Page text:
Sandeep Ramesh of Nile which recycles 50,000 tonnes of lead acid batteries a year
Don’t let dead batteries haunt the world
CHANCES are that expended pencil batteries have been collecting in your drawer and every time you think of sending them off with your kitchen waste in a garbage bag, you hold yourself back because you are aware that it is not the correct thing to do.
The pencil battery pile-up is just the most visible and annoying tip of the problem. Today, our lives are governed by all types of gadgets and they are powered by a range of batteries big and tiny. There are lithium batteries, lithium-ion batteries, lead-acid batteries, alkaline batteries and zinc-carbon batteries — it is a long list and the numbers are increasing.
Where do all these batteries go when they die, some in the very gadgets in which they have been embedded? The truth is no one really knows. Although batteries are hazardous waste, they end up in landfills along with other domestic refuse when they should go instead to recyclers.
In 2019, according to estimates, 2.7 billion dry-cell batteries were being used annually in India. Out of these, around 90 percent ended up in the informal sector instead of with authorized recyclers. Now that is just dry-cell batteries. It is difficult to find numbers of the others.
The Solid Waste Management Rules of 2016 place batteries in the category of domestic hazardous waste, but do not mention segregation. Batteries are clubbed with waste like paint cans and tubelights.
There are a few formal collection systems or recycling facilities in some cities. A handful of NGOs are filling this gap by collecting dry-cell batteries from homes along with other e-waste but what they take away is insignificant.
Saahas and Environmental Synergies in Development (ENSYDE) in Bengaluru have set up e-waste collection centres across the city in schools, stores, malls and apartment complexes. Their bE-Responsible Initiative has connected with some 800 institutions and RWAs.
E-waste is segregated into batteries, CDs and other such waste which is then sent to authorized recyclers like e-Parisara on the outskirts of the city, on trucks. You can locate their e-waste drop boxes from their website. Saahas collected 2.7 tonnes of e-waste per month last year and the non-profit is expanding to Gurugram, Mumbai and Noida.
In Pune, SWaCH is an authorized e-waste collector with two collection centres. It helps e-waste reach authorized recyclers in the city.
In Delhi, the Municipal Corporation of East Delhi is working with Attero, an e-waste recycling company, to collect e-waste from homes and has recently started collecting lithium-ion batteries.
Car and bike batteries are usually bought back or exchanged at auto retailers and service centres because of the value of the materials inside. The Batteries (Management and Handling) Rules 2001, apply an Extended Producer Responsibility on manufacturers of lead-acid batteries for recycling. From retailers, the battery goes to the manufacturer’s warehouses where it is collected by authorized recyclers.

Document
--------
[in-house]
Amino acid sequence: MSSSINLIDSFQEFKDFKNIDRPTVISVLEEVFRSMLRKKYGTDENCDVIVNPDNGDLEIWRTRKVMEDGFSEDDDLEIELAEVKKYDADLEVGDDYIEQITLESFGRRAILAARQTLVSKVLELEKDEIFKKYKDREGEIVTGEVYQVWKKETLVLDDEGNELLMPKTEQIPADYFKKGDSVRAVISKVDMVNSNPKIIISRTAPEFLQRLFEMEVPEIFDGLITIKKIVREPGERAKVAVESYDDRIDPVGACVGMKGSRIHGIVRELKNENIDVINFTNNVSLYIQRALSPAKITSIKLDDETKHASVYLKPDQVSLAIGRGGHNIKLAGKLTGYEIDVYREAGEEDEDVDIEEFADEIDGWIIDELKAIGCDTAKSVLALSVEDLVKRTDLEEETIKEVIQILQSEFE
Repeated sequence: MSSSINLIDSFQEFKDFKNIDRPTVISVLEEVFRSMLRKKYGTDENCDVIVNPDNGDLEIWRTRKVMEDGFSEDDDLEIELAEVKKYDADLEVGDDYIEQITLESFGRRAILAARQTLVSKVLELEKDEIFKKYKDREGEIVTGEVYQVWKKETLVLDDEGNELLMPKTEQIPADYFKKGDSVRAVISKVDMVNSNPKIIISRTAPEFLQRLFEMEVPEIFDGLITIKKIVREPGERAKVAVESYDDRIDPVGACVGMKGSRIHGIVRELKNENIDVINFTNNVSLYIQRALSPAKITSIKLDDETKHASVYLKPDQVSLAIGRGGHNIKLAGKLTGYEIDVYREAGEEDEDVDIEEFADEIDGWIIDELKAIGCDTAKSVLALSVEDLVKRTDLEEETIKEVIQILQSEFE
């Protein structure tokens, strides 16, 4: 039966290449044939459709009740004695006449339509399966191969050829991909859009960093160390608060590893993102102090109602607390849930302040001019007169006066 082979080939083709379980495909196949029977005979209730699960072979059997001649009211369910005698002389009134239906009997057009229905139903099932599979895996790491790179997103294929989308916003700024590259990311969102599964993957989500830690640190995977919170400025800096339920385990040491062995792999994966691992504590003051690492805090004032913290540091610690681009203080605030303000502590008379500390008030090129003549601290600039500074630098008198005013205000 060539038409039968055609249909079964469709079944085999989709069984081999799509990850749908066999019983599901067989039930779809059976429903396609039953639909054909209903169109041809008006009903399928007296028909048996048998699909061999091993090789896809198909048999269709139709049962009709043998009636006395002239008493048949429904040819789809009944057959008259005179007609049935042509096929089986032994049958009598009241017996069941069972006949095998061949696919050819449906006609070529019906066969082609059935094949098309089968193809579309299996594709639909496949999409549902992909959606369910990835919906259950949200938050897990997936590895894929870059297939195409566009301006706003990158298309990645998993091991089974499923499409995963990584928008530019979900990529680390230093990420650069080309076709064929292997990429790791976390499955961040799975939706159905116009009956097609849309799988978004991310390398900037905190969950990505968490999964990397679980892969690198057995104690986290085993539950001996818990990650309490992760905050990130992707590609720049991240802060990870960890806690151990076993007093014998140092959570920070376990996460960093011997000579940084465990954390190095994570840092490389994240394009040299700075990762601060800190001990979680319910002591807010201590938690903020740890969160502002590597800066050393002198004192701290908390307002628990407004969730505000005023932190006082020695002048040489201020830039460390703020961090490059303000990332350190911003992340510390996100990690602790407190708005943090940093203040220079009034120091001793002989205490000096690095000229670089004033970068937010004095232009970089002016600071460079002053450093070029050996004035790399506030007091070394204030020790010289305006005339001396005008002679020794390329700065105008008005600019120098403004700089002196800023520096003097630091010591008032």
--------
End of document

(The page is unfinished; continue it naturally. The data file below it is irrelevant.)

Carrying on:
Nile Limited, based in Andhra Pradesh and Telangana, took up recycling lead-acid batteries in 1999 with the boom in automobile sales. Nile recovers lead, which is the basic component of batteries, and sells it back to battery manufacturers.
Once the used batteries make their journey on trucks to the Nile plant, a machine called the battery breaker crushes the battery.
“There are dangerous elements in the battery, so the crushing cannot be done manually since it would pose a hazard,” says Sandeep Ramesh, managing director of Nile.
Using density separation, lead particles are separated from plastic, electrolytes and acids which are neutralized with lime. The plastic is washed and sent to a plastic recycler.
The extracted lead paste or bullion, a mixture of 96 percent lead and other metals, is treated in a two-stage process. First, it is heated at a high temperature in a furnace after which the pure lead is processed in another furnace.
The average life of a battery depends on usage. It usually lives up to the three-year warranty period but its life could extend up to five years.
The rise in auto sales and telecom towers has increased demand for lead-acid batteries. “While UPS inverters haven’t seen an exponential growth recently due to power supply becoming better, there has been a rise in the number of automobiles and telecommunication towers which use lead acid batteries as back-up,” says Ramesh.
Nile recycles over 50,000 tonnes of batteries annually, on average. It is in the process of setting up a lithium-ion battery recycling plant in Hyderabad.
Extended Producer Responsibility extends to batteries inside electronic gadgets like laptops, computers, phones and so on as such devices are considered one unit. When such gadgets are recycled, the batteries inside are sent to authorized battery recyclers.
The Batteries (Management and Handling) Rules were formulated in early 2001. Since then battery use in vehicles and devices in India has increased hugely. The rules only cover lead-acid batteries and not dry-cell batteries used in homes. But the proposed draft Battery Waste Management Rules 2020, cover single-use disposable batteries, among others, under Extended Producer Responsibility. It then becomes important for the producer to set up a system of collection and buy-back.
The draft rules are under review and there are some differences over how various types of batteries should be dealt with. The rules, currently, deal with all types of batteries together.
“Industry has responded to the draft saying that clubbing some types of batteries may not be best since each of them have vastly different chemical compositions,” says Ramesh.
It remains to be seen how the rules are finally framed. Till then, getting batteries to people who know how to dispose of them safely would be the correct thing to thing to do.